Developers can best weather the storm of increased competition and falling prices in the casual game space by creating strong, innovative brands rather than cranking out greater numbers of cheaper low quality titles, said Last Day of Work Founder Arthur Humphrey during an inspired talk at Casual Connect.
In less than a year, the de facto price for PC download casual games has dropped from $19.99 to $6.99 to the extent that consumers have come to expect the lower price point more and more. However, Humphrey said that developers who respond by delivering "less game," whether by shortening development cycles or creating episodic content, are taking a short-sighted view that has led to the increased commoditization of games by degrading their perceive value, and is taking away the power of developers to negotiate good contracts.
What’s more, while the practice of churning out tons of cheap-and-dirty games based on proven (if well-worn) game mechanics might bring in initial splashes of money up front, it’s simply not satisfying or fun. "As a game designer who loves games, it’s not my dream," said Humphrey.
Humphrey acknowledged that games based on proven mechanics (such as match-3, hidden object and time management) are cheaper to develop, easier to get past the online gatekeepers (distribution portals), and guaranteed to sell a certain number of units. The risk, of course, is that odds are a developer who’s borrowing a proven mechanic isn’t the only one. Ten other developers could all be making very similar games, which means that as soon as one game launches, another is waiting in the wings to nudge it out of the way. Such games tend to be quickly forgotten after launch.
Humphrey noted that games with innovative mechanics, well-developed stories and characters, and emergent (as opposed to pre-rendered) gameplay have longer tails because they’re much harder to clone.
Unlike certain genres where every player has the exact same experience, emergent content allows each person who plays the game to have a different experience. Humphrey offered examples of fan fiction that players had posted narrating their own particular experiences with Virtual Villagers.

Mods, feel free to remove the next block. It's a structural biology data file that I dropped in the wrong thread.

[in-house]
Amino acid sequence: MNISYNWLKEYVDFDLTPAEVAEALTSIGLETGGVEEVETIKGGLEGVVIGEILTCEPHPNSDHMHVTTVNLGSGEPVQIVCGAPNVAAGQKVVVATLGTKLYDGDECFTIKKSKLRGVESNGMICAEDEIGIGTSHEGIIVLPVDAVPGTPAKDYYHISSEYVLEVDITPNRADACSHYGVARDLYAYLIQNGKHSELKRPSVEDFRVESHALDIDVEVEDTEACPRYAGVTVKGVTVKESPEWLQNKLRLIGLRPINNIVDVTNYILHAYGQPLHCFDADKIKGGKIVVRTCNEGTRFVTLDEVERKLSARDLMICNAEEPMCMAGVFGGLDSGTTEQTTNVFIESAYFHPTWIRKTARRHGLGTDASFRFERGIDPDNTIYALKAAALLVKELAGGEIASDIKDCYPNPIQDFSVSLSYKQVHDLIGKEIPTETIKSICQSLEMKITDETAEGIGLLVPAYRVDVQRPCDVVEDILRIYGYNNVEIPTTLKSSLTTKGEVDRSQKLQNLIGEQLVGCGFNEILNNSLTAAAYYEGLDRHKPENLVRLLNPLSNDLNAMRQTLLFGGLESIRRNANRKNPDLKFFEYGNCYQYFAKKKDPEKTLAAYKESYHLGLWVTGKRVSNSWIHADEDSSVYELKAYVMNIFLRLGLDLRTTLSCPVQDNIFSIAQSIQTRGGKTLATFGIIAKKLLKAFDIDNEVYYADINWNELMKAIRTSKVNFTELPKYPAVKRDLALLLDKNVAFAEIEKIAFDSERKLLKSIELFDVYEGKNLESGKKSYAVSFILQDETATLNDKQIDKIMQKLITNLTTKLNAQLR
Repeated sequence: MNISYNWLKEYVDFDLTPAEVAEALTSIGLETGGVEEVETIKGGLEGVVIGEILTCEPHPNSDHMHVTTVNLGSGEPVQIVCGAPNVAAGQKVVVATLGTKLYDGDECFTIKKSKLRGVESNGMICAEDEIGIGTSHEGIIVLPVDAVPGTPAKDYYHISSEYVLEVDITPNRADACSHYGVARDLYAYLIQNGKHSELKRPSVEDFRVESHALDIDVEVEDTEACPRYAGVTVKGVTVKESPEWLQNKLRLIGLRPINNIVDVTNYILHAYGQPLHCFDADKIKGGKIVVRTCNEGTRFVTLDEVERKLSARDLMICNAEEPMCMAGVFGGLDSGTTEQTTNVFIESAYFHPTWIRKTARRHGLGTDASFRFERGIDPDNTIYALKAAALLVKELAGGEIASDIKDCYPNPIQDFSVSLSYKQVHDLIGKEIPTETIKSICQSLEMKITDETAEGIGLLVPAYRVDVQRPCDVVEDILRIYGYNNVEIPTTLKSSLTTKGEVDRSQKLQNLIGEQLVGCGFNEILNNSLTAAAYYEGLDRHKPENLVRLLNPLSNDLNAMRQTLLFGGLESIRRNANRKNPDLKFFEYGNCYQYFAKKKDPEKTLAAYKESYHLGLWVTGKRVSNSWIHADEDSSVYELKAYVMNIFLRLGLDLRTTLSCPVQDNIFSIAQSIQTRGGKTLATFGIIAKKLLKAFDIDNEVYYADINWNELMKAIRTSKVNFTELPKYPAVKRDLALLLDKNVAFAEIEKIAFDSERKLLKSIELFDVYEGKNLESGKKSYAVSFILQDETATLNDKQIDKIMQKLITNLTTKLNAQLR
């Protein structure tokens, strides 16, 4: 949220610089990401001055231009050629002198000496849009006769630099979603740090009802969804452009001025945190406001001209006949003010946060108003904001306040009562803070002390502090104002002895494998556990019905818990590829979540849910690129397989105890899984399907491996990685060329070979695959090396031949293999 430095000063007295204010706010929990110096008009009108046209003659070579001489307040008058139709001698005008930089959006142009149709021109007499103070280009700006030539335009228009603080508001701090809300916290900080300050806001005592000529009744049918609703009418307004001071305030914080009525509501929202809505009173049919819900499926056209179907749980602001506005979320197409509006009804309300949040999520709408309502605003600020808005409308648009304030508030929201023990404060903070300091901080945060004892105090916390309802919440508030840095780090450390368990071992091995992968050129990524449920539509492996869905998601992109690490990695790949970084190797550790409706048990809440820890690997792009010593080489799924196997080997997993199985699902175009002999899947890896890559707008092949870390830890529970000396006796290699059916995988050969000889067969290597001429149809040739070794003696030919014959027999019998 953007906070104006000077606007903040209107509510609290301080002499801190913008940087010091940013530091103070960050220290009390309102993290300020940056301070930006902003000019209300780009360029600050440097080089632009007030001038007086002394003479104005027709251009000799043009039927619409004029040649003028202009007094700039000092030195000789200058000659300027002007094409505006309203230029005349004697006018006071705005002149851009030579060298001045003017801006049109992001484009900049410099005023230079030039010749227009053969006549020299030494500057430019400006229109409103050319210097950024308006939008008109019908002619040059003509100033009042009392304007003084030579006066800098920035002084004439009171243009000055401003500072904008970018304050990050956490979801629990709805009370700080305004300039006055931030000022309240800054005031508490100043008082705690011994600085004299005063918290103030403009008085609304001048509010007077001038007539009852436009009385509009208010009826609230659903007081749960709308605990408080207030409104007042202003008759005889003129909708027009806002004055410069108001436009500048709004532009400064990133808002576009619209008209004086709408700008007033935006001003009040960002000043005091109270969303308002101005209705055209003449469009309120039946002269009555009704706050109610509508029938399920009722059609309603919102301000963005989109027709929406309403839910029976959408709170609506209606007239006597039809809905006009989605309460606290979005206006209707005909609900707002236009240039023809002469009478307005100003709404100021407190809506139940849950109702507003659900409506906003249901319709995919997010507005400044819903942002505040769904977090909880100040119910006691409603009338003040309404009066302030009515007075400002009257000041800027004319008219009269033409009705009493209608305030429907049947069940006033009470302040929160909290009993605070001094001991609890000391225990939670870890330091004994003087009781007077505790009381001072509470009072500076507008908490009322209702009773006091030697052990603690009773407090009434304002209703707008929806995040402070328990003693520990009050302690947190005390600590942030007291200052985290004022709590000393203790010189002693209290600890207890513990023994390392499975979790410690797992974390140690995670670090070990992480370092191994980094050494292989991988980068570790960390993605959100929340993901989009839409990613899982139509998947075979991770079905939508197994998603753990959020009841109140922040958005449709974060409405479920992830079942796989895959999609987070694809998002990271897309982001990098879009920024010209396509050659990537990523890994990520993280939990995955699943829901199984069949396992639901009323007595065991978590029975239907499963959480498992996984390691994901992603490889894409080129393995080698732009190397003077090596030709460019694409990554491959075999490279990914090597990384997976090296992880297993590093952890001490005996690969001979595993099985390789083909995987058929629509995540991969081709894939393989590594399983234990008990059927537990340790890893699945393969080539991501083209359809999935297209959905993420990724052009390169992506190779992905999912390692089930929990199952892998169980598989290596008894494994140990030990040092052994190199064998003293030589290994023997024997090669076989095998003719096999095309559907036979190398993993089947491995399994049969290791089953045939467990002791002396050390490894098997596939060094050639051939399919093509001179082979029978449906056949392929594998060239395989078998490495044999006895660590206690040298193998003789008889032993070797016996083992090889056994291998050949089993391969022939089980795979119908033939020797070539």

By contrast, "If you try to share your experience with a hidden object game, people will say ‘so what? I played it too.’"
"Strong brands can also be the only way to carry over to some of the new, noisy marketplaces like iTunes."
According to Humphrey, a strong game brand starts with a foundation that differentiates it from the competition. And, for the record, it’s not enough just to have a different theme or skin, nor is it enough to name the main character Sonja instead of Anna, change the story from rescuing grandma’s bakery to saving grandpa’s pet shop, or changing the gameplay mechanic from match-3 to match-3-and-a-half.
Diner Dash, for example, created a completely new time management mechanic at a time when players were getting tired of 3-in-a-row games. Last Day of Work’s Virtual Villagers was the first casual sim game to really take off. "It was so different that after we convinced people to sell it, it didn’t have anything resembling a clone for several years."
Even when the clones (or games that borrow heavily from or build upon the new mechanic) start appearing, they’re still compared to the original. Likewise, sequels to original franchises have the ability to stand apart and are treated differently from other games using similar mechanics because they’re part of the original series.
Humphrey said that developers have an innate instinct and set of tools for making innovative games that puts them at a great advantage over the "suits."
"’Suits’ can’t come up with innovative games because they don’t play games; it’s not in their DNA. You need to start listening to and honing that instinct. Create a vision based on what you want to play," he said.
Finally, Humphrey stressed that as soon as developers have a name for their game, they should buy the Web domain. This provides a central place for players to congregate, encourages brand growth and loyalty, builds traffic, and can provide a valuable marketing tool for subsequent launches.
"Most casual games don’t bother to have any developer web presence," Humphrey said. "[Developers] just give the game to the portals to make money, and it conveys the feeling that the game was just pooped out and they don’t care. Customers care."